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Down Syndrome—Trisomy 21

Trisomy 21, also known as Down syndrome, is a chromosomal condition in which there are three copies of chromosome 21 in the cells of the body instead of two. Down syndrome is the most common chromosomal disorder, affecting one in 550 newborn babies, in the absence of prenatal screening.

Characteristics of Trisomy 21

The term syndrome is used to describe a collection of distinctive characteristics that are often seen together in an affected individual. Babies with Trisomy 21 have recognisable characteristics referred to as Down syndrome.

Physical appearance

Babies with Down syndrome are likely to have many of the following characteristics (but not necessarily all of them):

  • Specific facial characteristics e.g. upward slanting eyes, small folded ears, a small mouth giving the appearance of a large tongue, a small flattened nose and a short wide neck.
  • Poor muscle tone making them appear floppy, as babies.
  • A single crease that goes directly across the palm of the hand.

Other health issues

Babies with Down syndrome are likely to have many of the following characteristics (but not necessarily all of them):

  • Intellectual disability.
  • Heart defects affect almost half of all babies with Down syndrome.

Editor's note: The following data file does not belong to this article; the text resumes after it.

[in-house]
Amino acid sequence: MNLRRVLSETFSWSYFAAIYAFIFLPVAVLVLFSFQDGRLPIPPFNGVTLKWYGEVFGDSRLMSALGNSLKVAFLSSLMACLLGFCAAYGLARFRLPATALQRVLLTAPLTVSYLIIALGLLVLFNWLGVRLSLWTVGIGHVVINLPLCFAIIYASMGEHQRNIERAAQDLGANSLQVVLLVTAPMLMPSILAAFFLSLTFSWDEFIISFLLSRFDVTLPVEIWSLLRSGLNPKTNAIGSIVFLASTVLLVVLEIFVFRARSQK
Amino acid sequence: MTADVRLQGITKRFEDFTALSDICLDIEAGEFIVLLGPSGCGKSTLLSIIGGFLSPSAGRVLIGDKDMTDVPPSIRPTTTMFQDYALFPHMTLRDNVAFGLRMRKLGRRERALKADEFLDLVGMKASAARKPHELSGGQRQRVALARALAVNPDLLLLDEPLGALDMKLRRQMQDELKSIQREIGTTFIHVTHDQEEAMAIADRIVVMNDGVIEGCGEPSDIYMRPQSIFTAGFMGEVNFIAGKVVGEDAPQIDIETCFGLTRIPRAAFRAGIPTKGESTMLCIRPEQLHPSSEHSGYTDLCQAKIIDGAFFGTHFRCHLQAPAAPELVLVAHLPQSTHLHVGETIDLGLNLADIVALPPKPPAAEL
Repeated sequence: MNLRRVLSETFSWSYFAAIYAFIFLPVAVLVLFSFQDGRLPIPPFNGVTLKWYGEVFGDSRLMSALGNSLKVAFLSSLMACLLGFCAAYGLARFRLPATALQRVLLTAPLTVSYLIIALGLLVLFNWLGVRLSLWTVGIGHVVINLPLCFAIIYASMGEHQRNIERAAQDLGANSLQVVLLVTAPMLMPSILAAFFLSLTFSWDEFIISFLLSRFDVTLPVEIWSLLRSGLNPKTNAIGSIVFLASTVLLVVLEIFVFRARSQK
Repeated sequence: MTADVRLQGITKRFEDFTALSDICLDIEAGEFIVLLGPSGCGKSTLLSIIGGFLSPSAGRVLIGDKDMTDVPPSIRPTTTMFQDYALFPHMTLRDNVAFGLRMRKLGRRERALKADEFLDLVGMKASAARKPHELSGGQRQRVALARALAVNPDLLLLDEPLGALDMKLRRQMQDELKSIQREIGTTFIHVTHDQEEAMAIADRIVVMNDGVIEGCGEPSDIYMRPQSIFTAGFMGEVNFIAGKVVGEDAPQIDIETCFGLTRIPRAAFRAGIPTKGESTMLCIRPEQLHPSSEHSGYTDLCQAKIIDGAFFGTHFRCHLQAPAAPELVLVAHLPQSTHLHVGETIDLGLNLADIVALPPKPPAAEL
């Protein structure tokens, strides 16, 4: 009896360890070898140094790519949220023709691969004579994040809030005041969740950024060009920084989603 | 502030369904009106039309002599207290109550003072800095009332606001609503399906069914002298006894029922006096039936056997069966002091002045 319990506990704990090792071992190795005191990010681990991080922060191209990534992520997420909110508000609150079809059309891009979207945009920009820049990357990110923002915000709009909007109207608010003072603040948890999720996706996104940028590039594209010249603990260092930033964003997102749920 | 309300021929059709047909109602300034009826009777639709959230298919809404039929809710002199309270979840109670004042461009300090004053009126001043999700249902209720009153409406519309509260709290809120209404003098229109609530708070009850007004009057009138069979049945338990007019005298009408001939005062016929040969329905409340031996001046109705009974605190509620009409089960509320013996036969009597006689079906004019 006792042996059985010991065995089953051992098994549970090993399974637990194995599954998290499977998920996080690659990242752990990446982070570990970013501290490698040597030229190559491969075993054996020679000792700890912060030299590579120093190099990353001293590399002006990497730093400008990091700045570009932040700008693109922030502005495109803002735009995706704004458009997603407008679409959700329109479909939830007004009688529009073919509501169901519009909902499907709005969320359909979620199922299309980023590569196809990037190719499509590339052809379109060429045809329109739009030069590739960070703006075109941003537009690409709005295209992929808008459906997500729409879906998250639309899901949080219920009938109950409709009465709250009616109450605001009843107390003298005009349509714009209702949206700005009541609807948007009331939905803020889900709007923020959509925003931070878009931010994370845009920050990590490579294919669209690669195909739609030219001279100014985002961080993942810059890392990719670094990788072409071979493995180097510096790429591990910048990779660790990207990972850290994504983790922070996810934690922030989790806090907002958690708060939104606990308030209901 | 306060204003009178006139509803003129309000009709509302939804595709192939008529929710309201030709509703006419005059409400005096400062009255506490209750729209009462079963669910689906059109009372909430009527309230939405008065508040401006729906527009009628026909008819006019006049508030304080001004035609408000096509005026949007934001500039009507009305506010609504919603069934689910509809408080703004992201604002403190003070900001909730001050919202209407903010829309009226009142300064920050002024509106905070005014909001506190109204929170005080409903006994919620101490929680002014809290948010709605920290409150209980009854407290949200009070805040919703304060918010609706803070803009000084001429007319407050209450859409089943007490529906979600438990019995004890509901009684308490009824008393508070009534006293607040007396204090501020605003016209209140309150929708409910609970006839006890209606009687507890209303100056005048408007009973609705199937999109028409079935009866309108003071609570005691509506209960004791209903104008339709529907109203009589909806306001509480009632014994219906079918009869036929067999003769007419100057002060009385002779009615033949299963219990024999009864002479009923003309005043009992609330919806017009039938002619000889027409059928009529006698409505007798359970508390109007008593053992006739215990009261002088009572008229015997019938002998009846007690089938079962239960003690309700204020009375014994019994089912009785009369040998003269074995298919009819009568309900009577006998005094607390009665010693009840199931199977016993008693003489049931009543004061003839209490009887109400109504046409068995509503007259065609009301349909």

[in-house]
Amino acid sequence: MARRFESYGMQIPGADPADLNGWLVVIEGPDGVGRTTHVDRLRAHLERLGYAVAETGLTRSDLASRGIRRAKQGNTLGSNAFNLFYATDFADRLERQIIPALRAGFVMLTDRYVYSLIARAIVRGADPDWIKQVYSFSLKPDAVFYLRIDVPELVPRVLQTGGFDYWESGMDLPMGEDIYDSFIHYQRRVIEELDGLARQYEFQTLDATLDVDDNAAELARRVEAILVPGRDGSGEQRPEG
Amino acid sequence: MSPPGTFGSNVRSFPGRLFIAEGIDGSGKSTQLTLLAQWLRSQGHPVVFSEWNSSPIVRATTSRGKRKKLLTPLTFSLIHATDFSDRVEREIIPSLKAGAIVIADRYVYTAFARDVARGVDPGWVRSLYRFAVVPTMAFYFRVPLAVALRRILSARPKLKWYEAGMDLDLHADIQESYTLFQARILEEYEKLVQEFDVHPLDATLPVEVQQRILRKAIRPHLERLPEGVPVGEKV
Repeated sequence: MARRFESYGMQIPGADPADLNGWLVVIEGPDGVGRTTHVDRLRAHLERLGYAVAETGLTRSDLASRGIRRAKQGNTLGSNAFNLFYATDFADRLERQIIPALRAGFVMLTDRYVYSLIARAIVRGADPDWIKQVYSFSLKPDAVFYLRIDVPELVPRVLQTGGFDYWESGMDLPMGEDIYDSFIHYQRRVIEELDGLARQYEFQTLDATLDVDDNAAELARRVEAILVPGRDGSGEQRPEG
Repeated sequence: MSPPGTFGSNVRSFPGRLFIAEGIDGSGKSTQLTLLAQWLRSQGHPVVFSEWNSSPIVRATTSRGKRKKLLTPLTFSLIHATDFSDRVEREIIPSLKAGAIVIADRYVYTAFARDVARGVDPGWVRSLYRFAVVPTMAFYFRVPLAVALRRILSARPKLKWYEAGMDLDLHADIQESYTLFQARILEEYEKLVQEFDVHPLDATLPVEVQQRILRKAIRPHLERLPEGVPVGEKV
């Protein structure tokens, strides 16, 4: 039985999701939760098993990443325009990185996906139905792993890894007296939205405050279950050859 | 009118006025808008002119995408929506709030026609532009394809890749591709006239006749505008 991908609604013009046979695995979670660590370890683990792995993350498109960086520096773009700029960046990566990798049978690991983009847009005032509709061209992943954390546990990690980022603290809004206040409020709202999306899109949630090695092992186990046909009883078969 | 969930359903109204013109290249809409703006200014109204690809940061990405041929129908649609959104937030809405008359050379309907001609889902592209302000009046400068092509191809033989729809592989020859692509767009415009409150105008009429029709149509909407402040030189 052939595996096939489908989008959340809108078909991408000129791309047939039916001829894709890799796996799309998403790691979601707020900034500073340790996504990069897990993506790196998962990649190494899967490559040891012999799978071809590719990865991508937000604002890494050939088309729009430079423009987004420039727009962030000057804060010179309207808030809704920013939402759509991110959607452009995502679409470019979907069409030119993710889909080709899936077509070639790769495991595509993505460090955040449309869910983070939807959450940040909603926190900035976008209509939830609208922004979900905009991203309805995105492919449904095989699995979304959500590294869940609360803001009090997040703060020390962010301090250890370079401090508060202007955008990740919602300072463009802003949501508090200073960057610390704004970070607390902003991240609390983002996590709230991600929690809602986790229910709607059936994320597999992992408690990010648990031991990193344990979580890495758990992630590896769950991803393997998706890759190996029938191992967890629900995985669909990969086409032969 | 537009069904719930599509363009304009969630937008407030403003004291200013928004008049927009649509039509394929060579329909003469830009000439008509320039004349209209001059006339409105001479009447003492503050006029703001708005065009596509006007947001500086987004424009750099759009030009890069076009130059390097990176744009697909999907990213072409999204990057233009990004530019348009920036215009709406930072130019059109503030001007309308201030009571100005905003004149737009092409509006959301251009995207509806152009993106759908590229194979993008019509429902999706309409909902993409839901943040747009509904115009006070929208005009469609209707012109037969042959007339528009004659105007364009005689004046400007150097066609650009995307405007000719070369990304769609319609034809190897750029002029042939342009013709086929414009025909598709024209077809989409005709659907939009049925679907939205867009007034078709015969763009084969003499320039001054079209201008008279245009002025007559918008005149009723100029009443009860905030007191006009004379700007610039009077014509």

• Intestinal malformations requiring surgery are found in approximately 12 per cent of babies with Down syndrome.
  • Vision problems are found in 60 per cent of children with Down syndrome and may require glasses, surgery or other treatments.
  • Hearing loss affects up to 75 per cent of children. Screening throughout early childhood is important to help with early diagnosis and treatment.

Most of the health problems associated with Down syndrome cannot be identified before birth but can be treated and the life expectancy for affected people is approximately 60 years.

Cause of Down syndrome

Down syndrome is caused by an extra copy of chromosome number 21and the incidence is equally divided across male and female babies. The chance of having a baby with Down syndrome increases with maternal age. The chance of a mother having a baby with Down syndrome at the age of 25 is approximately one in 1383. This chance increases to one in 84 at the age of 40.


Normally egg and sperm cells have 23 chromosomes each which join to form a future baby with 46 chromosomes (23 plus 23) in each cell. During fertilisation each of the chromosomes from the egg and the sperm fuse and separate. If this separation does not occur properly, a cell with three copies of the chromosome is the result. This cell starts rapidly copying itself to eventually form a baby with each of its cells having the extra copy of the chromosome 21. It is this extra chromosome that causes the intellectual and physical characteristics of Down syndrome.

Mosaicism and translocation

In one per cent of Down syndrome cases the extra copy of the chromosome 21 is not in every cell. This situation is called Mosaicism (mixture) and is likely to result in less severe characteristics of Down syndrome.